There is actually a spring here, but I think it's at the bottom of the hill near the roadside - not in a cave at the top of the hill. Sorry to disappoint you. A good read all the same, and first of a trilogy I think.

Autumn has come early this year, although the hips, haws, blackberries and other wild fruits seem to be very slow this year. Here the haws of the Hawthorn (or May tree, as I know it from its white spring blossom) are gradually colouring up. I've not made jelly or sauce from them, but some folks do.

Here is a flower which reminds me of my garden when I was a child growing up in Southampton. Along with Yarrow, it grew at the margins of our garden, and is Toadflax - a wild Snapdragon (or Antirrhinum).

On the homeward part of the journey, here is an old cottage which has been restored and extended and is a lovely family home now.

A neighbour's horses thought I was Very Scary Indeed!

Nearly home, and this is the barn conversion belonging to our nearest neighbours up the hill. Downhill all the way from here.

Tuesday, 26 August 2008

Cats . . .

(Click on photos to enlarge)
My daughter, the cat magnet (and on her head she has a pillow!!!)

We have more than our fair share here, as they seem to regularly turn up on the doorstep. We don't go looking, honest. We have, erm, eight at the last count. The matriach of them all (and mum to two) is little black Lucky. She used to be a feral cat - we would see her in the woods and she once brought us a kitten to look after, but it escaped and disappeared. She finally came to us for food when she was absolutely starving. I managed to stroke her when she was eating, and though she spat and told me off, she didn't run away and after a week or so she suddenly pushed her little head up into my hands in delight. She was soon a house cat, and also fairly soon presented us with 3 black kittens. She is very much MY cat, and quite a bossy boots. If you haven't fed her quick enough she will dab you with her paw - claws OUT, little wretch. She has half a tail and her long black coat is now brown over two-thirds of her body, where she doesn't moult it out.

Her daughters are Lucy and Fluff (the 3rd kitten, Polly, was found a home nearby). Fluff is very like mum, but with all her tail, and taller. She is not my favourite cat, as she can be a bit handy with her claws if she's cross, and has been for D's face when he was younger. My two girls are very fond of her - hmmmm, they can keep her!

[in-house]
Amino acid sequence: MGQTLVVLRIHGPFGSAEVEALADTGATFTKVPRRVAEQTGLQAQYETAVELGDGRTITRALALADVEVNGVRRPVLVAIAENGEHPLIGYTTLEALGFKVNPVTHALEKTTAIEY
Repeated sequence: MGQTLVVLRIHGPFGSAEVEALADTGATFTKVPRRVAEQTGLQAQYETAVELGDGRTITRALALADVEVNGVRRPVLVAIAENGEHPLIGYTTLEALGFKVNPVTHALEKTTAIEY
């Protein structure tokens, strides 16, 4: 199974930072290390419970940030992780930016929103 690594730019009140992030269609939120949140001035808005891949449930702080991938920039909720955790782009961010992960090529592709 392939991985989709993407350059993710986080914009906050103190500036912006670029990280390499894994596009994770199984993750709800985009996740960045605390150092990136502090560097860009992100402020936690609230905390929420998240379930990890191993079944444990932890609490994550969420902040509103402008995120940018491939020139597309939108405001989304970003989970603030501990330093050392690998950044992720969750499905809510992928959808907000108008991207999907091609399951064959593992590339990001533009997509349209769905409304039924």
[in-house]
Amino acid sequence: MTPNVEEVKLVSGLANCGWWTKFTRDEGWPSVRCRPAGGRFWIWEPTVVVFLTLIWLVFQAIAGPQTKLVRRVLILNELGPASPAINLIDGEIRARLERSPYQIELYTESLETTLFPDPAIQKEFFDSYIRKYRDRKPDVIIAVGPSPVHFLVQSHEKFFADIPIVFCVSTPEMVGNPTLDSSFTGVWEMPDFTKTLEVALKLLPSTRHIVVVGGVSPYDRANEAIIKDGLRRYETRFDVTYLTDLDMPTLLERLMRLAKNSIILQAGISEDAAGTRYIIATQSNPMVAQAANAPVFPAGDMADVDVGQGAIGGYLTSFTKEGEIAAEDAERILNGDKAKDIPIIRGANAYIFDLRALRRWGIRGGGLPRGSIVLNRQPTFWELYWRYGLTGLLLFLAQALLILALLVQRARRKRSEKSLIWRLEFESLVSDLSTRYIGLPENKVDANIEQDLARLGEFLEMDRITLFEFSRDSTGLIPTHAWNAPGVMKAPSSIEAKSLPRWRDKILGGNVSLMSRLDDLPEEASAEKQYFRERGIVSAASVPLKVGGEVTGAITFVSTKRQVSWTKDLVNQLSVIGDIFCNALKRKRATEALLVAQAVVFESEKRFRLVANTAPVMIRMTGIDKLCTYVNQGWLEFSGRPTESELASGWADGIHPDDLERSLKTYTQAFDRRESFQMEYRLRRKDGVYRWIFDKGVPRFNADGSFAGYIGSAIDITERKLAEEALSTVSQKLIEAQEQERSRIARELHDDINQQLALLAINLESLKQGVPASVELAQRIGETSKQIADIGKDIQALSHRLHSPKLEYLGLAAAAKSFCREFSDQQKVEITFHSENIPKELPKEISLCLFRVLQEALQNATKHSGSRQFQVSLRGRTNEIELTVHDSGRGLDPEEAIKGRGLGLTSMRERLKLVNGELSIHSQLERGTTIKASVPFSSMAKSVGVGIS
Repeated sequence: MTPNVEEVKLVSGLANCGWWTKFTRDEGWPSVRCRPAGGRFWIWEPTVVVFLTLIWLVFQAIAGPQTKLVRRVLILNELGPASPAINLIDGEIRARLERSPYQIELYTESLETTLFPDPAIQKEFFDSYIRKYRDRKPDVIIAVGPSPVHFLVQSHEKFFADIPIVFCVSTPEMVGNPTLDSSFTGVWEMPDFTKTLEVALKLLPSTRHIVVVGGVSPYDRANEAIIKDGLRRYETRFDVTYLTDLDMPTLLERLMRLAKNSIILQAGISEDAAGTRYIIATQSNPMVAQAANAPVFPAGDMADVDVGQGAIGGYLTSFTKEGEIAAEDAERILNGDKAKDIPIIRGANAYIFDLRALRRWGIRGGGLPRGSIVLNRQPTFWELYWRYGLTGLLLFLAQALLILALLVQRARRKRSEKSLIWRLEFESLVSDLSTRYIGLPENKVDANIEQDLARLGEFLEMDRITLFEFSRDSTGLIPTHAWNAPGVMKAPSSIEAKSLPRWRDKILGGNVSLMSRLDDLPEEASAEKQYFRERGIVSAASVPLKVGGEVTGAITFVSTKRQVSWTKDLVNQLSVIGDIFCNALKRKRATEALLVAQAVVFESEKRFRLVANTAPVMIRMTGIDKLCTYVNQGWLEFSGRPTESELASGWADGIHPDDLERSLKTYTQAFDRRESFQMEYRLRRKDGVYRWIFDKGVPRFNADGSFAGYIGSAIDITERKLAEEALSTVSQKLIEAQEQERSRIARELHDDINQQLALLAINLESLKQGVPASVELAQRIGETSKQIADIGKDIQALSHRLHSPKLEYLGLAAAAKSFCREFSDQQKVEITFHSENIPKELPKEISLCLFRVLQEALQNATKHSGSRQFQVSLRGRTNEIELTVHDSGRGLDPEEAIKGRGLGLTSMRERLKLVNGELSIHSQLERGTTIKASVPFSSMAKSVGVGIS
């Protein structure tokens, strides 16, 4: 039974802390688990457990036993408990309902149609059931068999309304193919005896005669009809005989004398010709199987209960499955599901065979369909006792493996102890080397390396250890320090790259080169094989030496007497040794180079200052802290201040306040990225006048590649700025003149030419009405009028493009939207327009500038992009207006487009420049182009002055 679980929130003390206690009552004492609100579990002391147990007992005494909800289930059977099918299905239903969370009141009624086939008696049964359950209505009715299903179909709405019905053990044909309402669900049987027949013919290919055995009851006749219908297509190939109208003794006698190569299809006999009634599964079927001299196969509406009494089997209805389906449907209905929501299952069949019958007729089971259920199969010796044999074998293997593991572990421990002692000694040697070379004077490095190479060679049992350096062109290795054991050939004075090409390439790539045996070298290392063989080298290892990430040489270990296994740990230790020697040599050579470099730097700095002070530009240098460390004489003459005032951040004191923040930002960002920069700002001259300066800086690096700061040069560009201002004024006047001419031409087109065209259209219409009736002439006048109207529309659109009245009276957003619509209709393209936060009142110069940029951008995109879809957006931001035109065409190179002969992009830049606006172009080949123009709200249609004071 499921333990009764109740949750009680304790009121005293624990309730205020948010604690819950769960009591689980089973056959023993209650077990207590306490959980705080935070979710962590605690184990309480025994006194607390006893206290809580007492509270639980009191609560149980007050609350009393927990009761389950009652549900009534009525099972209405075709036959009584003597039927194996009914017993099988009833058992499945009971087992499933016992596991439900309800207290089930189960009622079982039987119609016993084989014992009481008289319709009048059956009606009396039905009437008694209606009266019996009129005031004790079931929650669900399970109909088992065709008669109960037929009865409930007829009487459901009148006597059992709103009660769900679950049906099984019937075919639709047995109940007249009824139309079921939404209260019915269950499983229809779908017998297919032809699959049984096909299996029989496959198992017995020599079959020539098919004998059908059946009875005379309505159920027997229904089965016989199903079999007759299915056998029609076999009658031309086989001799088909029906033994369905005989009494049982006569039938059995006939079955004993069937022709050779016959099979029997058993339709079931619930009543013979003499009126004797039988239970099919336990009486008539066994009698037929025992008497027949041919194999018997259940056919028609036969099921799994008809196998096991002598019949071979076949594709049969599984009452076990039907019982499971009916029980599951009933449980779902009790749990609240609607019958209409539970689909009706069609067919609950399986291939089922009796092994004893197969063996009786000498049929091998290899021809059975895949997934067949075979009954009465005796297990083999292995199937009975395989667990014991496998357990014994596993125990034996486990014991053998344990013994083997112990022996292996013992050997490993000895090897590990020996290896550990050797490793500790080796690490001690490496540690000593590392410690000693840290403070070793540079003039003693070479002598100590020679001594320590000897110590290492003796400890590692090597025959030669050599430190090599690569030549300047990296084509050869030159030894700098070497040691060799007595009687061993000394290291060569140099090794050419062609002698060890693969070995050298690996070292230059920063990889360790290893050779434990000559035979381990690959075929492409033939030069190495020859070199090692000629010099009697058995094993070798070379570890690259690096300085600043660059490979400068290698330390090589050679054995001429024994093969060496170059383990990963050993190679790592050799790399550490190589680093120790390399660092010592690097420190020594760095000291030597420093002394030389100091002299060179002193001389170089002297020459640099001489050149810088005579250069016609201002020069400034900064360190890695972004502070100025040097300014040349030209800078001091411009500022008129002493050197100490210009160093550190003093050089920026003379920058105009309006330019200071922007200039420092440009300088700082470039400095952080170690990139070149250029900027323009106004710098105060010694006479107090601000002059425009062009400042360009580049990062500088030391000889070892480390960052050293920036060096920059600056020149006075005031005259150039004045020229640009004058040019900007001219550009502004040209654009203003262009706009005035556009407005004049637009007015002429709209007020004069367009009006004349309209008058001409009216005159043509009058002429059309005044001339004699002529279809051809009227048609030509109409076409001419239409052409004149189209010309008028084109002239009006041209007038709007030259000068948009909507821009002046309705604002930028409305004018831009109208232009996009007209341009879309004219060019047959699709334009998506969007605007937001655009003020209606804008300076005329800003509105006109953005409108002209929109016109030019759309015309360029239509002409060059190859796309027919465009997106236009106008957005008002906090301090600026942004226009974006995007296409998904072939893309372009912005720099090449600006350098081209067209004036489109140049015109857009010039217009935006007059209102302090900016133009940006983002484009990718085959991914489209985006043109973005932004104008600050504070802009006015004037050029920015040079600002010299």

Her sister Lucy is black and short haired, and very lean. We call her the Racing Snake! She is a superb hunter and always bringing back mice and voles and occasionally baby rabbits. She was mum's cat, but has adapted to living up here with us now. She is very affectionate and loves to be on people's laps. I had to take this photo yesterday as I can't find which folder I have her photos in.

Then there is Gypsy, who turned up on our doorstep early in December a couple of years back. She is a calico-cat - mostly white, with tortoiseshell blobs. She is a poppet, not the brightest cat I've ever met, and very food-orientated. She does a lot of sleeping.

Then there is the latest recruit, Snowy II, aka White Cat, son of White Cat. We fed his father (a semi-feral) for years. After his dad was put to sleep, a few months later Snowy II suddenly turned up, completely wild and feral. One sight of a person and he was jet propelled in the opposite direction. We managed to borrow a live-catch cat trap and took him to be neutered. He still came to be fed and gradually I tamed him. Just before Christmas last year he came into the house to be fed and has scarcely left since! A friend summed it up by saying that she had taken in feral toms over the years, had them neutered, and they seemed incredibly grateful for being taken in and not having to fight for their territory any more. He is certainly one very relaxed cat, and has discovered his playful side!

Here is Snowy in the garden, inspecting the stones from the old wall beneath my flower border which I excavated recently.

Here he is, snuggled into a cosy box - sleeping is his favourite occupation, 2nd only to eating! It's hard to believe he was so completely feral this time last year.